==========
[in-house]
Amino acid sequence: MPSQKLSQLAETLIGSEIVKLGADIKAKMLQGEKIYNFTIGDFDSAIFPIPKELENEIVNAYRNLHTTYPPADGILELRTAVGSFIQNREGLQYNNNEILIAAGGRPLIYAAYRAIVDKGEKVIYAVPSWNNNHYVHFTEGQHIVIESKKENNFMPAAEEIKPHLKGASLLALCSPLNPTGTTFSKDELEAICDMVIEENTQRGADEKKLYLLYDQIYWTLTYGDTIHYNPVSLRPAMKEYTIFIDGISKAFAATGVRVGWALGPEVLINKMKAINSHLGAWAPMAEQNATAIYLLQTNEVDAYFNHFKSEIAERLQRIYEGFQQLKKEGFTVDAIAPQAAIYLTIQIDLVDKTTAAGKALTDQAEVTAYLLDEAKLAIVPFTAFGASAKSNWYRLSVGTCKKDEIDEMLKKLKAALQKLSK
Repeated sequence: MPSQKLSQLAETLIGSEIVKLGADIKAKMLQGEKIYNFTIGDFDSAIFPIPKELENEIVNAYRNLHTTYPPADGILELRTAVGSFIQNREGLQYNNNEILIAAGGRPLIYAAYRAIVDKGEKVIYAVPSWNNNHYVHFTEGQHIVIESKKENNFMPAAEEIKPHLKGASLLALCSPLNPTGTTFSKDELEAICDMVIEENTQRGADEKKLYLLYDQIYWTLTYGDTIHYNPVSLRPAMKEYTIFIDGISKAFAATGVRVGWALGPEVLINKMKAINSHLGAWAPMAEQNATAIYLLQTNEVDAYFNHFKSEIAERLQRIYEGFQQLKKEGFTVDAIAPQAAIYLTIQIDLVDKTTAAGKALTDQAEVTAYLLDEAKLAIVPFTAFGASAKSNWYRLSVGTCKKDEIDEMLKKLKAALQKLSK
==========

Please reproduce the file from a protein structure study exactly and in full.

[in-house]
Amino acid sequence: MPSQKLSQLAETLIGSEIVKLGADIKAKMLQGEKIYNFTIGDFDSAIFPIPKELENEIVNAYRNLHTTYPPADGILELRTAVGSFIQNREGLQYNNNEILIAAGGRPLIYAAYRAIVDKGEKVIYAVPSWNNNHYVHFTEGQHIVIESKKENNFMPAAEEIKPHLKGASLLALCSPLNPTGTTFSKDELEAICDMVIEENTQRGADEKKLYLLYDQIYWTLTYGDTIHYNPVSLRPAMKEYTIFIDGISKAFAATGVRVGWALGPEVLINKMKAINSHLGAWAPMAEQNATAIYLLQTNEVDAYFNHFKSEIAERLQRIYEGFQQLKKEGFTVDAIAPQAAIYLTIQIDLVDKTTAAGKALTDQAEVTAYLLDEAKLAIVPFTAFGASAKSNWYRLSVGTCKKDEIDEMLKKLKAALQKLSK
Repeated sequence: MPSQKLSQLAETLIGSEIVKLGADIKAKMLQGEKIYNFTIGDFDSAIFPIPKELENEIVNAYRNLHTTYPPADGILELRTAVGSFIQNREGLQYNNNEILIAAGGRPLIYAAYRAIVDKGEKVIYAVPSWNNNHYVHFTEGQHIVIESKKENNFMPAAEEIKPHLKGASLLALCSPLNPTGTTFSKDELEAICDMVIEENTQRGADEKKLYLLYDQIYWTLTYGDTIHYNPVSLRPAMKEYTIFIDGISKAFAATGVRVGWALGPEVLINKMKAINSHLGAWAPMAEQNATAIYLLQTNEVDAYFNHFKSEIAERLQRIYEGFQQLKKEGFTVDAIAPQAAIYLTIQIDLVDKTTAAGKALTDQAEVTAYLLDEAKLAIVPFTAFGASAKSNWYRLSVGTCKKDEIDEMLKKLKAALQKLSK